Are wasps keeping you from enjoying your deck, porch, or pool? Does it seem like they’re out to ruin your BBQ or picnic every weekend? It’s time to learn how to keep wasps out of your home and away from your outdoor spaces.
Seeing a Lot of Wasps in Your Home?
Seeing a random wasp in your home now and then isn’t uncommon. Sometimes they hitch a ride indoors on unsuspecting humans or fly through open doors when you’re bringing in the groceries. Other times, wasps can get into your home through small gaps in your window screens or open chimney flues.
Finding wasps indoors regularly is a sign you need to inspect your home’s exterior. Examine the exhaust fan vents on your roof for signs wasps are nesting in them. Make sure any skylight seals are intact. Look for gaps around windows and doors or where pipes enter. Caulk any gaps or cracks in your home’s siding. Wasps can enter through a hole as small around as a pencil, so look closely.
How to Stop Wasps from Building Nests
Early spring (April) is wasp-nesting time. That’s when the queen wakes up from winter and starts putting together a nest so she can lay her eggs. During this period, walking around your home’s exterior every few days gives you a chance to notice signs of nests before they get well-established.
When it’s just the queen and a few workers at the beginning of nesting season, it’s not too difficult to get rid of a wasp nest with a spray of soapy water at dusk when they’re least active. Later, once the colony is established, they’ll defend it vigorously and often as a swarm.
Where to Look
Wasps can nest anywhere, but outdoors they prefer high locations that aren’t likely to be disturbed. Some of their favorite nesting spots include eaves and overhangs like raised decks and second-floor windowsills. But they don’t just build their homes attached to yours: wasps will also nest in tree branches or even in hollow, low-lying spots in yards that don’t see much activity.
Ways to Keep Them from Nesting
• Decoys. Since wasps are territorial, hanging a fake nest is a great way to keep them away from your home. Some people have had success hanging crumpled paper bags from their eaves. Others prefer to buy fake nests made from glass and other materials. Either way, since they look a bit like a nest, they discourage other wasps from building nearby. (I use these fake bamboo and cotton nests.)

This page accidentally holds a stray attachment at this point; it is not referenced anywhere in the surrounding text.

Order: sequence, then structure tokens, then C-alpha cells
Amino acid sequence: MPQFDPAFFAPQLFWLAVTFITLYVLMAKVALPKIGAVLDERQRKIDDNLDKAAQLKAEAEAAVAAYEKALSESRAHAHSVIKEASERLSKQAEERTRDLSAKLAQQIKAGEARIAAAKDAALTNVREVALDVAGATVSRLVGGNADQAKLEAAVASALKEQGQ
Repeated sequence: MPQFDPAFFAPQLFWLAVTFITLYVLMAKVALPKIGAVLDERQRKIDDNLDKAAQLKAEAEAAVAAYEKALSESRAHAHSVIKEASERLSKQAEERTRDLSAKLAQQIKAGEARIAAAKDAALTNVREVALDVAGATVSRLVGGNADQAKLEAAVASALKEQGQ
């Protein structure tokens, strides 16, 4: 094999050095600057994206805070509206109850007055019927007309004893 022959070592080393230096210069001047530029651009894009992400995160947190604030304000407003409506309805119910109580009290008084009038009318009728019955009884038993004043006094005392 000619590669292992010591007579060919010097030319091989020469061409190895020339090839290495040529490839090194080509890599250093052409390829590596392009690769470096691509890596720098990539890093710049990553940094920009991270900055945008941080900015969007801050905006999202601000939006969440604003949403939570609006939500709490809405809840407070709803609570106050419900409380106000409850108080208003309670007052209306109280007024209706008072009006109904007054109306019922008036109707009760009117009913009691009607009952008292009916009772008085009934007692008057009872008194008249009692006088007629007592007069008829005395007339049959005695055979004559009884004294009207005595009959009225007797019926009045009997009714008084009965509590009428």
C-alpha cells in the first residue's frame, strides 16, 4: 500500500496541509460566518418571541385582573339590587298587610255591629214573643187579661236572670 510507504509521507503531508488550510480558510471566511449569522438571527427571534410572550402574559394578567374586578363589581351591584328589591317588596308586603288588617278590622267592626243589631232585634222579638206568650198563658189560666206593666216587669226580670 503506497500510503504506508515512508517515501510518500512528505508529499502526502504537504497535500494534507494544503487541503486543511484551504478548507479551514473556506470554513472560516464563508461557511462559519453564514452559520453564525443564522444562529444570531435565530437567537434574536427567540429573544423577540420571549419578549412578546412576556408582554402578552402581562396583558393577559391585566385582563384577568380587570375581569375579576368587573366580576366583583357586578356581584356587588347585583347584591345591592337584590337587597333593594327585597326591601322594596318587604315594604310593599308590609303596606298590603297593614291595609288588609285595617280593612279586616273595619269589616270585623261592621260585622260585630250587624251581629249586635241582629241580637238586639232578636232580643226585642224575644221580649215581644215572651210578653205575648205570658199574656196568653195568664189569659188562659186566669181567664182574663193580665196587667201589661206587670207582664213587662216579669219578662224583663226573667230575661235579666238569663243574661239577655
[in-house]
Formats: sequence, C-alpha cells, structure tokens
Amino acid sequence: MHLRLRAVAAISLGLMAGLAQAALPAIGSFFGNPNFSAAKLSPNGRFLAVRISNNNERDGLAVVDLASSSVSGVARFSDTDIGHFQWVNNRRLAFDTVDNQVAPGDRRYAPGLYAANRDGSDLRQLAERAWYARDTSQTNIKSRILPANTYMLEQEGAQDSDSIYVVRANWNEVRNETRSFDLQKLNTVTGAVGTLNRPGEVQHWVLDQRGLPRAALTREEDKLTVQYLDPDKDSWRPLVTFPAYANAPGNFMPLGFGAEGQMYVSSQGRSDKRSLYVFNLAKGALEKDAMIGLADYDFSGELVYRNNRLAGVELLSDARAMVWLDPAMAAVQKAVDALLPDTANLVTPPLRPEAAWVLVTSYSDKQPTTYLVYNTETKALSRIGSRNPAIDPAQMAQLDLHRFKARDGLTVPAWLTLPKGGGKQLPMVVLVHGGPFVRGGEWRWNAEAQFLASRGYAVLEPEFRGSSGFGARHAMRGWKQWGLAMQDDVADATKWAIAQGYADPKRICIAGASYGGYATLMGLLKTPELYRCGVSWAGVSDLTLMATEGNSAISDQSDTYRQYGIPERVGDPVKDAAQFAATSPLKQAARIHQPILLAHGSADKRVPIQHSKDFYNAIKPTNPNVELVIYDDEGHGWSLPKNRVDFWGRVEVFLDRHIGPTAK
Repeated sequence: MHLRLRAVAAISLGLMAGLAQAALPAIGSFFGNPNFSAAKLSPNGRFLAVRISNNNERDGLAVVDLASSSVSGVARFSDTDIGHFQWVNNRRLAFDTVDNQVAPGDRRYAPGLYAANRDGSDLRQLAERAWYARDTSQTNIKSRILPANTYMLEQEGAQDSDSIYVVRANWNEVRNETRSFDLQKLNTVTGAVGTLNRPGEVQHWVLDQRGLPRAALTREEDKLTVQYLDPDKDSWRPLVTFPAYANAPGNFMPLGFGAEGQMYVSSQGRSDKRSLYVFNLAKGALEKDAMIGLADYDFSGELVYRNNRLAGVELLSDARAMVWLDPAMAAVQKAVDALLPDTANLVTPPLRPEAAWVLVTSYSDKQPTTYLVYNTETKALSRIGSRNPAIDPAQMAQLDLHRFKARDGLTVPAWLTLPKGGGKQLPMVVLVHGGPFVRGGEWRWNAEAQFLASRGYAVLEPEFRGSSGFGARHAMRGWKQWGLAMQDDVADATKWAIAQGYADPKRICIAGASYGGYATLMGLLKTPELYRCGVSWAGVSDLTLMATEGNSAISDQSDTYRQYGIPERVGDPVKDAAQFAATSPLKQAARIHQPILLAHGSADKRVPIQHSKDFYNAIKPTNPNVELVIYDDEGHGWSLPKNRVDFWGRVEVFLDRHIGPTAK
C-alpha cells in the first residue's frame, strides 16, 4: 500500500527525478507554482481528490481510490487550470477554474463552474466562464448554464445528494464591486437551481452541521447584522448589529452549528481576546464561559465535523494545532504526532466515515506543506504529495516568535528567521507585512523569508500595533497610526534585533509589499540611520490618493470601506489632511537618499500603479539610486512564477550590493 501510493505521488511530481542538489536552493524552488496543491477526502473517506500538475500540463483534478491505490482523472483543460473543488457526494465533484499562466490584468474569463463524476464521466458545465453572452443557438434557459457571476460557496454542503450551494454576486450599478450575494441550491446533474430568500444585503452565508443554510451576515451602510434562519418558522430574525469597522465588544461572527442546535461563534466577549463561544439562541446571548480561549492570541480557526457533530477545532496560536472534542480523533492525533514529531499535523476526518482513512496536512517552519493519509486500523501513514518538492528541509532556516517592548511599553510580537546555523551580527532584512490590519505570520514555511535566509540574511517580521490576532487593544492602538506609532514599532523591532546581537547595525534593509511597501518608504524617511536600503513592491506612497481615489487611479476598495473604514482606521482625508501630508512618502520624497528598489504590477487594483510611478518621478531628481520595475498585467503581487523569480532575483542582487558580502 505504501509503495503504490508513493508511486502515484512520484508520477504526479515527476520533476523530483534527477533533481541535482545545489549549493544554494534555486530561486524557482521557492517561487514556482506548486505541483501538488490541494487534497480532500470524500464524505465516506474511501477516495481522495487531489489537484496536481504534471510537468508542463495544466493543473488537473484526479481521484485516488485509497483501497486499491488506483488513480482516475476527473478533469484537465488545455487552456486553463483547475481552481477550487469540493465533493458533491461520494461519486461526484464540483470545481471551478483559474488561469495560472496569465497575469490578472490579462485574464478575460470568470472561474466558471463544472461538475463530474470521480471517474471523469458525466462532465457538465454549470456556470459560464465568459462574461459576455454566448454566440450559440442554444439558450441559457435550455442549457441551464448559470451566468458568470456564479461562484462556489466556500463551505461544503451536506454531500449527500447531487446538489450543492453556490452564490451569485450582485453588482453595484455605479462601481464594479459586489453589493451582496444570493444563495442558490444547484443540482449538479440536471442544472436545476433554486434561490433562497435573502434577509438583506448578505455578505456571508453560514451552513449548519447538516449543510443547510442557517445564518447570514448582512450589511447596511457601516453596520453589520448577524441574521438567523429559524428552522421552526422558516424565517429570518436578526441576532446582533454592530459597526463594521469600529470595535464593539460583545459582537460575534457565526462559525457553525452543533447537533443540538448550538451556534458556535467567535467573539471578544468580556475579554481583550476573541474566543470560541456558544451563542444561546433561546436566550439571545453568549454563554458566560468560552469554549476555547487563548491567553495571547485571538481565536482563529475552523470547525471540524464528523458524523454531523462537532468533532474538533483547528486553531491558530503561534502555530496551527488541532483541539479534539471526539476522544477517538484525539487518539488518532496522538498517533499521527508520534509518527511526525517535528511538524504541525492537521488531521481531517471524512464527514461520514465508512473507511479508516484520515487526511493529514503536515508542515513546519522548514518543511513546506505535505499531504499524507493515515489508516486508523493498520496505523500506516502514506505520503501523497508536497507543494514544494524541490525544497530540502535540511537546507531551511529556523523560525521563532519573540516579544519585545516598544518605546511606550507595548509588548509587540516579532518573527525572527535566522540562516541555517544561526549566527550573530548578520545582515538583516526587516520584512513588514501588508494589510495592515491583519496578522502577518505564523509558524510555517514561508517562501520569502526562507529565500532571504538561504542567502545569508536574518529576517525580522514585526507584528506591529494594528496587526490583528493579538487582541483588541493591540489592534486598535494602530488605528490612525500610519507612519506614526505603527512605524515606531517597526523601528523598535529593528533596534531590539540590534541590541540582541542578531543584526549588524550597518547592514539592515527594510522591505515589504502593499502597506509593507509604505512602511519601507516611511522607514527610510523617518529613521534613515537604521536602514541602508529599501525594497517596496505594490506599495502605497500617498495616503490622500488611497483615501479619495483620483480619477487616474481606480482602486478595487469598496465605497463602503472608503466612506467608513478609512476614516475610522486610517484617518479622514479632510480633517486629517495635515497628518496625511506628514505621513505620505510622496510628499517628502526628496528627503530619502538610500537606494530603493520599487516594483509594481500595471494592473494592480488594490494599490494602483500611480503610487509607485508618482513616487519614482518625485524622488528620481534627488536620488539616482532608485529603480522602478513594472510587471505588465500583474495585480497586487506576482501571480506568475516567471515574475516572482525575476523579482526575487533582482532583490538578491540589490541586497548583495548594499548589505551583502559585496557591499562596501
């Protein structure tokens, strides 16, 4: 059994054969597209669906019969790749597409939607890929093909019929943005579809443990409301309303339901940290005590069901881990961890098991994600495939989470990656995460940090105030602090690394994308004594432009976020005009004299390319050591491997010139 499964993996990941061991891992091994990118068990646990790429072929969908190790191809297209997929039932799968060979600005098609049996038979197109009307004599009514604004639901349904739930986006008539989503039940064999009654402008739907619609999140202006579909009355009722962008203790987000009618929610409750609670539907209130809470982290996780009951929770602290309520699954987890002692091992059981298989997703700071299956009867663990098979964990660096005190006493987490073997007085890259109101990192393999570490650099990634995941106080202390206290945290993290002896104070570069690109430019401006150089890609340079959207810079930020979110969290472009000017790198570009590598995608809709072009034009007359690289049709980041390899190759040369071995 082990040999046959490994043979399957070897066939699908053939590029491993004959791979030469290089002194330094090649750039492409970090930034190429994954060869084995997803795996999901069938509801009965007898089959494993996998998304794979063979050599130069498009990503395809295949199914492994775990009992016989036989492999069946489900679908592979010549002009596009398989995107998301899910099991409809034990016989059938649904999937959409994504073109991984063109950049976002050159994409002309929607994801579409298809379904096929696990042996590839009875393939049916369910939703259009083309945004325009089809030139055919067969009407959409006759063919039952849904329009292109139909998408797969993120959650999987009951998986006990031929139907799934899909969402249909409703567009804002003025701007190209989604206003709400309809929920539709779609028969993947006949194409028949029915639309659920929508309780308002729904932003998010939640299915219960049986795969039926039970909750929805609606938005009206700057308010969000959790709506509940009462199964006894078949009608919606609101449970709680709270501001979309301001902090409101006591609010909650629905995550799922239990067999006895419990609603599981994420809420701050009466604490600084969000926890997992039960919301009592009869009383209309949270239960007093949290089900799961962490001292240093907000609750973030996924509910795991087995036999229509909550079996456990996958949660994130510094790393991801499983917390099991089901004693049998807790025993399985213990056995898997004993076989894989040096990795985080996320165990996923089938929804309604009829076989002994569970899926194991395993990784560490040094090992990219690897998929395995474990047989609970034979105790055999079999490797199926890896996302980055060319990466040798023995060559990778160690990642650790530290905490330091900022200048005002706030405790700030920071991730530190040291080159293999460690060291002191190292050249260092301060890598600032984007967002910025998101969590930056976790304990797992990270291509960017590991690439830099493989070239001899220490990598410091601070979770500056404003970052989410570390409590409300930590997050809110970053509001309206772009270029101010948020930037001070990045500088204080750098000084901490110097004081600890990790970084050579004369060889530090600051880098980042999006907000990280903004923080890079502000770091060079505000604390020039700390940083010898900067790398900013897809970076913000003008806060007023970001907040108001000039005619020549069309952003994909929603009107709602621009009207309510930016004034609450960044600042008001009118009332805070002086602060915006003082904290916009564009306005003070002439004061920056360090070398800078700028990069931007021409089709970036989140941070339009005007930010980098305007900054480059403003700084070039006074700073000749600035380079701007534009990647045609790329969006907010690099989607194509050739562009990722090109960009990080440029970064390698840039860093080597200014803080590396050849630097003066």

• WD-40. Although it’s not a natural solution, the common household lubricant spray known as WD-40 does a great job of repelling wasps due to its odor. Attach the long nozzle that comes with a fresh can and spray your home’s eaves and overhangs. Repeat this a few times throughout the season to keep your home free of nests.
Keep Wasps Away from Your Pool
Wasps are attracted to pools for the same reasons we are: they want to stay cool on hot summer days. Brightly colored toys and bathing suits, and sweet summer treats like ice cream and popsicles, can also draw them to your pool area. If you don’t want to give up pool time or keep your pool covered year-round, there are other steps you can take to keep wasps away from it.
Grow Plants that Repel Wasps
Avoid fragrant and brightly colored flowers near your pool and other outdoor spaces. Instead, plant lemongrass, citronella, and eucalyptus to repel wasps as well as mosquitoes. Depending on your gardening zone, these plants may be perennial, so you’d only have to plant them once to keep repelling them for years.
Use Bait and Traps
To make a wasp trap, add 4 ounces of warm water, 2 tablespoons of sugar, and 1/2 teaspoon of liquid dish soap to a long-necked 16-20 ounce bottle. Gently swirl the mixture together, then set it in a calm, still area away from your pool. The sugar water draws them into the bottle but the soap traps and suffocates them. Don’t get stung throwing it away, though: be sure all of the wasps are dead first, and discard the bottle in a tightly sealed plastic bag.
Keep Wasps Away from Your BBQ or Picnic
Using the bait and trap method works to keep wasps away from your BBQ or picnic, too. For added protection, combine it with these additional methods.
Wasps love protein, and raw meat is one of their favorite foods. You can use this to your advantage by hanging a chicken leg or strip of raw steak from a tree branch away from your BBQ or picnic area. Or make a liquid trap using the method above, but put it in a large-mouthed jar with a chunk of raw meat sticking above the waterline. The swarming wasps will knock each other into the water, where the soap will put an end to them.
Cover Food Sources
Use net or mesh lids to cover serving trays and bowls at your cookout or picnic. Cover your beverages, too: open cans are notorious for attracting wasps and bees. Be sure you also keep a tight lid on trash, recycling, and compost containers. And don’t keep trash or recycling bins near your seating areas.
Easy Wasp Eliminator
For a quick way to eliminate one or two random wasps, keep a spray bottle of soapy water on hand or in your picnic gear. Wasps breathe through pores on their body known as spiracles. Spraying them with soapy water clogs the spiracles and suffocates them. Hairspray is another way to neutralize a stray wasp quickly. It won’t actually destroy them, but the spray’s stickiness will force it to land and keep it from flying away, then you can safely smash it.
Homemade Wasp Repellant Spray
Just as wasps avoid certain plants, there are essential oils that repel wasps, too. In fact, a scientific study indicates the combination of clove, geranium, lemongrass, and rosemary completely deters them. (Do not use the spray on or near pets or if you have allergies.)
DIY Wasp-Repellant Spray
To make a quick wasp-repelling spray, fill a spray bottle with 1 cup of warm water and 2 drops of liquid dish soap or baby shampoo. Add 2 drops each of clove, geranium, lemongrass, and rosemary essential oils. Swirl gently to combine, then spritz around the edges of your seating area. Reapply hourly.